As a child I spent most of my time outdoors. In the days just before the IT explosion, playing out was the most necessary extra-curricular activity. We roamed streets and fields, woods and streams, explorers or scientists trekking through the suburban jungle; stalking beasts’ footprints in the sand each summer at the beach; searching for crabs and other exotic creatures in the rock pools.
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A large school field at the back became our ‘everything’; our football pitch, pirate ship, scientific expedition. It was as full during the summer holidays as it was through term-time. We convinced ourselves we’d found clusters of 4 leaf-clover and spent weeks staring at the soil and tiny plants and the minute creatures that live in our earth. But children and young people play differently to 30 years ago.
In 2008 Play England commissioned a survey which showed 70% of adults enjoyed most of their childhood adventures in natural outdoor environments compared to 29% of today’s children. Our expanding population and safety fears have seen a decline in the freedom and space to roam.
I moved away from my childhood home 20 years ago but circumstances have brought me back and while everything remains the same, all is different. The front gardens have been fenced in, the swing park was removed 10 years ago, and the school field has been surrounded by an impenetrable fortress of 8ft high metal fencing and 3ft deep Pyracantha. The oak tree out front, in its 45th year, is now sturdy enough to be great for climbing. But who would climb it? The survey also showed half of children (51%) aged 7-12 years are “not allowed to climb a tree without adult supervision” and half (49%) also report that they have been “stopped from climbing trees because it was considered to be too dangerous”.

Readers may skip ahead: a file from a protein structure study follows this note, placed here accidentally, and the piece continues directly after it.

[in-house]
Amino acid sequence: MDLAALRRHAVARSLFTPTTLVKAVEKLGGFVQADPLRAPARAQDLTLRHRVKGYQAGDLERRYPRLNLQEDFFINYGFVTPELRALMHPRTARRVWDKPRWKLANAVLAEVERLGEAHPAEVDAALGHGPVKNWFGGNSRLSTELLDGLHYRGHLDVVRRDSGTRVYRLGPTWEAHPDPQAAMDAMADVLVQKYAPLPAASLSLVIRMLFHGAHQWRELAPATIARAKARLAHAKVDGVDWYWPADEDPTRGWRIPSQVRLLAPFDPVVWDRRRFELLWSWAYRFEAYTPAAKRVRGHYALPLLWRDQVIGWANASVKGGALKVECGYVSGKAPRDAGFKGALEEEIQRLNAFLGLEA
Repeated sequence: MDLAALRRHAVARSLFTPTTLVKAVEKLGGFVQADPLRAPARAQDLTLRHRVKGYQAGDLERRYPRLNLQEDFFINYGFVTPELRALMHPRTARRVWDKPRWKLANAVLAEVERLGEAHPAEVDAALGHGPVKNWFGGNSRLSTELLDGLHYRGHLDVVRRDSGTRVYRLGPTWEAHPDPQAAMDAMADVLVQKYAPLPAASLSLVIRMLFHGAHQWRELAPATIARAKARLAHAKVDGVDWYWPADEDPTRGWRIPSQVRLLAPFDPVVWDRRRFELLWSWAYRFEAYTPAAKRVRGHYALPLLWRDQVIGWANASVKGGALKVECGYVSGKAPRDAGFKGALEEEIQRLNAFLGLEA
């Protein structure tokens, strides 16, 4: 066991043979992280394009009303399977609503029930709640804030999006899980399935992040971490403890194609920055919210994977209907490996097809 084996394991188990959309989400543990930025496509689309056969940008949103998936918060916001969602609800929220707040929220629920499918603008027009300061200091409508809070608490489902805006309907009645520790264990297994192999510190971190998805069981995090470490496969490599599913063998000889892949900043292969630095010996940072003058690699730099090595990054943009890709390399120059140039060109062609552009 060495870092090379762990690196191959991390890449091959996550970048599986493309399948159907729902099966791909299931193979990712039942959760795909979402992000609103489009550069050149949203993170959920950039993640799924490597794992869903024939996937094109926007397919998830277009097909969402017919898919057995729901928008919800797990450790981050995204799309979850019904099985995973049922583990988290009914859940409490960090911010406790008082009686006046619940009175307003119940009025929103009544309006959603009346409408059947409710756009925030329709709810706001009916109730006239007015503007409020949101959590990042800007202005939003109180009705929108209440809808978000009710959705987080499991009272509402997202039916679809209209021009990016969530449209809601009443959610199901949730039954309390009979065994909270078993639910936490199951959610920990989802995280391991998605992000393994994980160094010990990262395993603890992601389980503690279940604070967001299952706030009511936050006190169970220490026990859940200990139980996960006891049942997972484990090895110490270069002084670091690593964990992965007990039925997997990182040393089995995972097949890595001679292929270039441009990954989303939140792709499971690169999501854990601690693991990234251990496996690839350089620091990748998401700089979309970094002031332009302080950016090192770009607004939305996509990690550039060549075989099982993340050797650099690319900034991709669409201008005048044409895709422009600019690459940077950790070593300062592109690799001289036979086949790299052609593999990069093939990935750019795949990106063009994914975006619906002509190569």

Children need to push their boundaries, explore their limits, over-reach some times. This helps them to develop their own unique abilities. It helps them to build a greater sense of self-confidence as they become more aware of their abilities. Without adventurous play we are less able to deal with stressful and challenging situations later in life. Adrian Voce, Director of Play England: “Playing is an essential part of growing up…Adventurous play that both challenges and excites children helps instil critical life skills.”
Bushcraft is adventurous play learning useful skills to remember and more fully understand our true connection with nature. Research by the Children and Nature Network shows that children are “smarter, more co-operative, happier and healthier” when they have access to play outdoors. Nature is good for children. Bushcraft is the essence of living with nature, naturally.
What can be more challenging and more natural than building your own shelter, making your own fire and sleeping under a sky sprinkled with stars; listening to muntjacs and foxes barking and screaming through the night air, an owl hooting deep in the woods; waking up to a breakfast of hot, sticky porridge made over an open fire before heading off into the woods to search for sweet chestnuts, wild sorrel and pine sap; collecting nettles for making your own string, tracking the muntjacs from the night before and smelling the woodsmoke drifting, calling you back to camp.
This first appearred on the Natural Pathways blog.